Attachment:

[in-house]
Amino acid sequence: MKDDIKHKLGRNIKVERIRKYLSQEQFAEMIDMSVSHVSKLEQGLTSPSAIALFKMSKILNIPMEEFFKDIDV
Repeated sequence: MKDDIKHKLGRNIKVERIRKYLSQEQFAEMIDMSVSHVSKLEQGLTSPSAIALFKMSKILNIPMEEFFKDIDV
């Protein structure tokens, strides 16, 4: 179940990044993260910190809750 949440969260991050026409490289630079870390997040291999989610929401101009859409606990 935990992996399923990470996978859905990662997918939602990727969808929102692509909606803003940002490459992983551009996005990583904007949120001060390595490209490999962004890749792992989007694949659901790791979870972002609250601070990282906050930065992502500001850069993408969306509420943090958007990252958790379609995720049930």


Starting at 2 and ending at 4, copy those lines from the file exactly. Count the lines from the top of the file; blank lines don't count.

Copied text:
Amino acid sequence: MKDDIKHKLGRNIKVERIRKYLSQEQFAEMIDMSVSHVSKLEQGLTSPSAIALFKMSKILNIPMEEFFKDIDV
Repeated sequence: MKDDIKHKLGRNIKVERIRKYLSQEQFAEMIDMSVSHVSKLEQGLTSPSAIALFKMSKILNIPMEEFFKDIDV
């Protein structure tokens, strides 16, 4: 179940990044993260910190809750 949440969260991050026409490289630079870390997040291999989610929401101009859409606990 935990992996399923990470996978859905990662997918939602990727969808929102692509909606803003940002490459992983551009996005990583904007949120001060390595490209490999962004890749792992989007694949659901790791979870972002609250601070990282906050930065992502500001850069993408969306509420943090958007990252958790379609995720049930």